God’s Country is edited together as something of a stream-of-consciousness exploration of the American spirit in 1979.
God’s Country is edited together as something of a stream-of-consciousness exploration of the American spirit in 1979. As a whole, it is a profound meditation on place and identity. Yet taken on a scene-by-scene basis, it looks more like the home movies everyone’s mom used to store in a box deep in the back of some closet. Director Louis Malle allowed his curiosity to take him to Glencoe, Minnesota, where he followed several townspeople around, capturing their daily lives.
From there, God’s Country traces Glencoites going about their business. It shows lawn maintenance, industrial-level farming, family meals, the local acting troupe, a wedding and a retirement home. The most memorable characters are a 30-something bachelor who makes his living artificially-inseminating dairy cows, a free spirited post-flower child woman and an open-minded WWII veteran whose son famously served prison time for burning draft cards in the ‘60s. There is also an idealistic young farmer and father of three whose connection to the land is visceral, an empty-nester playwright and an octogenarian woman planting carrots.
The film is mostly pathos. Malle is a genuine and kind filmmaker who truly sets out to compose a portrait of everyday life in a forgotten corner of a flyover state. Malle, of course, is also a talented and accomplished director, so the film is successful in achieving his goals. God’s Country is funny, lively and nearly immediately engrossing. The jokes about lawn mowing and the sheer density of churches in Glencoe still work today and the scenes feel as if they are capturing something indelibly American in an enduring way. This is a film for anyone interested in material culture, Americana, the counter-culture in a socially conservative area or Minnesota accents.
Nearly 80 percent of the way through the film, Malle shocks the audience. God’s Country leaps forward in time, from 1979 to 1985. Malle and his curious camera make a prodigal return to Glencoe six years later. This chronological leap is not signaled or foreshadowed, taking a first-time viewer totally unaware.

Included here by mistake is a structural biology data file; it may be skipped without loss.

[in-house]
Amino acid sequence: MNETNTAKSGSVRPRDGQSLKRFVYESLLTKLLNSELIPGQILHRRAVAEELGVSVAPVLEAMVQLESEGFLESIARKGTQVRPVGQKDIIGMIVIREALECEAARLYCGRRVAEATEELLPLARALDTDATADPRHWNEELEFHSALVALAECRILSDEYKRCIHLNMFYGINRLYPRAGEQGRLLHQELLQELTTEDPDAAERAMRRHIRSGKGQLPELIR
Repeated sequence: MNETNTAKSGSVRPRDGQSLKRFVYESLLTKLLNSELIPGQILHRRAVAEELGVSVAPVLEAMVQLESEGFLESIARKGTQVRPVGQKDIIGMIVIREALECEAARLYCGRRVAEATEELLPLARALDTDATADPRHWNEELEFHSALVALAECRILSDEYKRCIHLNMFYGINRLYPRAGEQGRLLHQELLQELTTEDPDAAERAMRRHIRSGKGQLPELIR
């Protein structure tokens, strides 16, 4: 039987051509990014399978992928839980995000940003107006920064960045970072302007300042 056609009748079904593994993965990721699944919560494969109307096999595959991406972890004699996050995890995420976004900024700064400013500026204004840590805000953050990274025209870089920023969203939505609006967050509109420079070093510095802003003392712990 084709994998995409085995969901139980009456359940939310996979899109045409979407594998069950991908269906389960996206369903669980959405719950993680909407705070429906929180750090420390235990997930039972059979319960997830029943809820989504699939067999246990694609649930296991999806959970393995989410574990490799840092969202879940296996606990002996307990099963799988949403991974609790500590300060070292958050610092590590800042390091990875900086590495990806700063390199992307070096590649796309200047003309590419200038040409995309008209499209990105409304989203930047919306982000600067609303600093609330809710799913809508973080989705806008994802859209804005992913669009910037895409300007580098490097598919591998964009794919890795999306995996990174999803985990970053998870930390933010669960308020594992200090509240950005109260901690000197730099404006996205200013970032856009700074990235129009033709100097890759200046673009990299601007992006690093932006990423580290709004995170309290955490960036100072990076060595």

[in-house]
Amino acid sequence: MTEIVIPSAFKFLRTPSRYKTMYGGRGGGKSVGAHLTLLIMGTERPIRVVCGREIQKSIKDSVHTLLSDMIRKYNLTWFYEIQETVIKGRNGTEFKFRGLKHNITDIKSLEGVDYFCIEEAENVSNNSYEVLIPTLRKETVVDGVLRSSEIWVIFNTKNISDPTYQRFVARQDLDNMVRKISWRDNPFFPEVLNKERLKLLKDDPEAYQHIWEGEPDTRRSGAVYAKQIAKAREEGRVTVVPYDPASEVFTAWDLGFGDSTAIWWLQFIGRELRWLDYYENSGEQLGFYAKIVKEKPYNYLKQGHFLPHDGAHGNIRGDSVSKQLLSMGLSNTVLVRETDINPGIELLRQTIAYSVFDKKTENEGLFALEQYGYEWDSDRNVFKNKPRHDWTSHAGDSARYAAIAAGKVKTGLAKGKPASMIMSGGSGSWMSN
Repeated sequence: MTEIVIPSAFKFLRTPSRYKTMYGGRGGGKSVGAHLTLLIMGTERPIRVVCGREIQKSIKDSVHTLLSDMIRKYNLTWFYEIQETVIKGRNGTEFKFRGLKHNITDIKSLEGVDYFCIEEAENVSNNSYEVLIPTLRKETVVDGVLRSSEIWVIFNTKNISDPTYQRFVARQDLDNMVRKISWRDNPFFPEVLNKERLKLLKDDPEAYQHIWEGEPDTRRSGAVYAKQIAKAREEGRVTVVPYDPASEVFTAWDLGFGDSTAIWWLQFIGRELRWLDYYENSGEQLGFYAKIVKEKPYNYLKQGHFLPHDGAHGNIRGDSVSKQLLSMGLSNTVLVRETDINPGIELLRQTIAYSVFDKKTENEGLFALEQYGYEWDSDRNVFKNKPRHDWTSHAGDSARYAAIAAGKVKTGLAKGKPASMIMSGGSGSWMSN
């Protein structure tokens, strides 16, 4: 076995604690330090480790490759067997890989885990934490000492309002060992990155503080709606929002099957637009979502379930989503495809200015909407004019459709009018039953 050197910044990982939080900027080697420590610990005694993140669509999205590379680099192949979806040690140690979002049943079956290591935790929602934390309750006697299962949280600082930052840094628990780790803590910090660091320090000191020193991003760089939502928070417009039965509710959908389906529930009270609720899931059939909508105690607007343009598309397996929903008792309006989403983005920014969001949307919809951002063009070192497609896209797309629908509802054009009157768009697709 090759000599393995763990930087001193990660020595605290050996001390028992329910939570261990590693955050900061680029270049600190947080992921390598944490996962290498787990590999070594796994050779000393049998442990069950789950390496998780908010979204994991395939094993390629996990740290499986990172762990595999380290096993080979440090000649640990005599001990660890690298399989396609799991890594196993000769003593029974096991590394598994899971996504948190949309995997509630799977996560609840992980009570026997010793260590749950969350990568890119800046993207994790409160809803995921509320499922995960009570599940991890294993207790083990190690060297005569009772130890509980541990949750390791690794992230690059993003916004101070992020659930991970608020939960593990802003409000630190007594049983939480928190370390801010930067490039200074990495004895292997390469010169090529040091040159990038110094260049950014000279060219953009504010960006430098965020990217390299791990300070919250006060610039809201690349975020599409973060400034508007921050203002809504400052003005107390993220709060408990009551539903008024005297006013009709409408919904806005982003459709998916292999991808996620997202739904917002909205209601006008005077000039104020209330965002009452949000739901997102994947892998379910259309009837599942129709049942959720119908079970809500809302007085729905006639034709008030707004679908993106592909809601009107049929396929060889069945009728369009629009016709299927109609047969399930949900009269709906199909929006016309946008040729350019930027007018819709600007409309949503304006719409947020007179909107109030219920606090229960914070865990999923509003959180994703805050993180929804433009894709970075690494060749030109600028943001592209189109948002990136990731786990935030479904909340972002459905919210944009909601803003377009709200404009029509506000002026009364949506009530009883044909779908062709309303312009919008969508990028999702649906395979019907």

Rather than attempting to re-chronicle daily life in Minnesota on his return trip, Malle works to check up on some of the characters from his 1979 visit. The cow inseminator is still a happy bachelor, the octogenarian gardener is now in her nineties and still maintaining her own plot of vegetables and flowers. The playwright has cranked out more than a dozen new scripts. It seems, then, that little has changed.
But anyone familiar with U.S. history knows that this cannot be—the early ‘80s were a time of economic recession, high inflation and rabid union-busting. The first Reagan term corresponded to the period when the industrial belt quickened its rapid disintegration into the rust belt. Glencoe is not Youngstown, Ohio, so the loss of high-paying manufacturing jobs was less direct in devastating the town. For that, go watch Tony Buba. But in Glencoe, the ‘80s decay is still there. The farms shown in 1979, both the enormous industrial farm and the smaller one worked by the idealistic father of three, are suffering.
All the farms in rural Minnesota are being crunched and Glencoe is rotting from the tilled fields inwards. People are either leaving or staying and growing increasingly depressed. They curse the president they voted for and mutter to themselves about the twisted new state of things. The humble WWII veteran whose son committed civil disobedience against Vietnam is given the final haunting words: he fears the future of his country because what he is seeing enacted in society today is not the celebrated entrepreneurial spirit of classic U.S. capitalism but rather an insatiable and destructive greed. Watching from 2017, that particular Glencoite seems a prophet.